Oh my gosh the day we let her off the leash outside for the first time it was so stressful! There are no boundaries out here, even our back yard has only barbed wire between it and the paddock behind the house. So on the day we were going to experiment having her off the leash we took her out with us all day, letting her get very tired so she wouldn’t just dash away if our experiment failed.
Then as evening fell RancherMan & I sat on the back porch as we often do to enjoy the end of the day. We removed her leash and gave her a few reinforcing pats on the head & a scratch behind the ears. Then we leaned back into our porch rockers and watched her.
She didn’t really seem to understand that she was untethered at first. She just roamed around sniffing the ground for a bit. But each time we called her back to us she came running to us for a scratch behind the ears. WHEW!!
Bailey’s Happy And LOVES It Here!
We’ve taken her out with us every day from that point on. She usually runs just a little ahead of us and always stops & turns to see where we are and what direction we were going. Then she’ll change her direction to keep in step with ours. Oh my goodness I think we finally have a BINGO!
In the year that we’ve had her we’ve never stopped her training . We require her to respond to us correctly when we give her a command, and she typically does! Now we’re even able to open the door to let her go outside to do her business without worry of her running away. She knows her boundaries and she stays within the confines of the backyard even though she could easily slip under the barbed wire fence & run as she pleases.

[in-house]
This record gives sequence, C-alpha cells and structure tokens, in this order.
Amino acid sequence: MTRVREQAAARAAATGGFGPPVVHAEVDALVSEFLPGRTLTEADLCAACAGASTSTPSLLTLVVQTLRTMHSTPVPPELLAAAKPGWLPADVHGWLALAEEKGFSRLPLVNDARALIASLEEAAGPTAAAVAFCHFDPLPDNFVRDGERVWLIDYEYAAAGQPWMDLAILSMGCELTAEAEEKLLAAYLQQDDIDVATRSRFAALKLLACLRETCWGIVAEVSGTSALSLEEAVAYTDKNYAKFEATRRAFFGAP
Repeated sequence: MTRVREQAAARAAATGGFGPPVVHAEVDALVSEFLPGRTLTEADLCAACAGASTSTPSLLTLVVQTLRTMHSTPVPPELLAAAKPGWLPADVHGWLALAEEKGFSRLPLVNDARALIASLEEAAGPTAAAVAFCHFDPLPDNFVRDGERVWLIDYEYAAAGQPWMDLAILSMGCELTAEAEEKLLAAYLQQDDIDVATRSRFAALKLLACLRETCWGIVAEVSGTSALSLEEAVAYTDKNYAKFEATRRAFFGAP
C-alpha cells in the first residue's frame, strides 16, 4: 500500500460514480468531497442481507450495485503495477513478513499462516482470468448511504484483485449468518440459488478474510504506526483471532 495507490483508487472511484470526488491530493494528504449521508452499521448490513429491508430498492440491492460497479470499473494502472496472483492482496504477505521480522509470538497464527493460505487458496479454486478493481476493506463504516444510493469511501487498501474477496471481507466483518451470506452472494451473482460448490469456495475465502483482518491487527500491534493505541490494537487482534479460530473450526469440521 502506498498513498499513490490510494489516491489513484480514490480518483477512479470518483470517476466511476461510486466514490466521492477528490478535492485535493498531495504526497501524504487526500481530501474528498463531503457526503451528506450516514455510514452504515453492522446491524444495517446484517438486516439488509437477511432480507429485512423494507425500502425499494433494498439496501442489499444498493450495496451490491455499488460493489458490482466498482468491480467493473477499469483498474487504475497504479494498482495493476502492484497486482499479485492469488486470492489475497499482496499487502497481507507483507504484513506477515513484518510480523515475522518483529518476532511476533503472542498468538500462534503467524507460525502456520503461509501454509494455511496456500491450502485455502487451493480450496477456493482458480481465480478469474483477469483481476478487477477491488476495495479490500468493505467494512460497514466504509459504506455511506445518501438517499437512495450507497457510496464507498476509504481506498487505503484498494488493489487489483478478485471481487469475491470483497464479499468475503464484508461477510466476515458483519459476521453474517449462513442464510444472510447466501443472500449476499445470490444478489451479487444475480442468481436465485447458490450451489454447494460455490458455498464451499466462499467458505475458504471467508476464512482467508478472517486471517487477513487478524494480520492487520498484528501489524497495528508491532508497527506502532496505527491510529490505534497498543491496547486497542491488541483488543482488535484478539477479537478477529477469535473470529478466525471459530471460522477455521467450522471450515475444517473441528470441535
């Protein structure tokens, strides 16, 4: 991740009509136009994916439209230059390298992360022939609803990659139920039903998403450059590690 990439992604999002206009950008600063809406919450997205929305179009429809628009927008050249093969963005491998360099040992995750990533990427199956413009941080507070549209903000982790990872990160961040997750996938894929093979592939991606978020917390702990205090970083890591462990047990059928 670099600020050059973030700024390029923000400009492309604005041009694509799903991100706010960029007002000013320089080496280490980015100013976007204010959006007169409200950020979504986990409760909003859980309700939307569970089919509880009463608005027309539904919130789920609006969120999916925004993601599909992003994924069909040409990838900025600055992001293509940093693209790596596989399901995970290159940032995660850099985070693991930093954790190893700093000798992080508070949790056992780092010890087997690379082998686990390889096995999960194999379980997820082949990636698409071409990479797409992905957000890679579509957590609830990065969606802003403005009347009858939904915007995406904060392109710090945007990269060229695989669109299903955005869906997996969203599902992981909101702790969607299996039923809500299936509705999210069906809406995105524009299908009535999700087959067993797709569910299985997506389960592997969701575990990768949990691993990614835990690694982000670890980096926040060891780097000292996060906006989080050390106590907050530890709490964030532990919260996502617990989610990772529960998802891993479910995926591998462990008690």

So now we take her with us almost every time we go outside. She gets beyond excited when we ask her if she “wants to go”. It doesn’t matter where – to the mailbox, the chicken coop, or out in the pasture to check cows – she happily trots next to us as we stroll along. SUCCESS!!
Reinforcing The Training
We still have the training collar and we use it from time to time when we feel she needs a little reinforcement in her training. We never have to use the vibration or shock. The tone is all it takes to have her stop what she’s doing & come sit at our feet.
We couldn’t be happier – we have a smart, fun, amazing pet to love and she loves & trusts us in return. Sweet little Bailey has added much joy to our lives. And I know that she absolutely loves her life here on the ranch. What’s not to love?? She gets to romp and play during the day either accompanying RancherMan as he checks the cattle or me as I go about my chores. And at the end of a fun day at the ranch she’s happiest curled up in my lap.
Yep, this is the life…
Other Ranching Articles
- Successful Obedience Training For Our Ranch Dog
- What Working From Home REALLY Means (and what it DOESN’T)
- Ranching: A Good Life, But A HARD Life
- The Sad Side Of Ranching
- A Glimpse Into Our Texas Homestead
- How We Came To Our NE Texas Homestead
- A Pictorial Tour Of Our 1880’s Barn
- Temporary Cattle Stocking For Flexibility
- How Much Is Your Reflection In The Mirror Worth?
- Building Life With Our Own Two Hands
- Why Bother With This ‘Homesteading’ Thing??!!
- Whispers Of Past Lives Lived On Our Land
- Milking My First Cow – Using Fresh Milk
- Easily Separating Cream From Raw Milk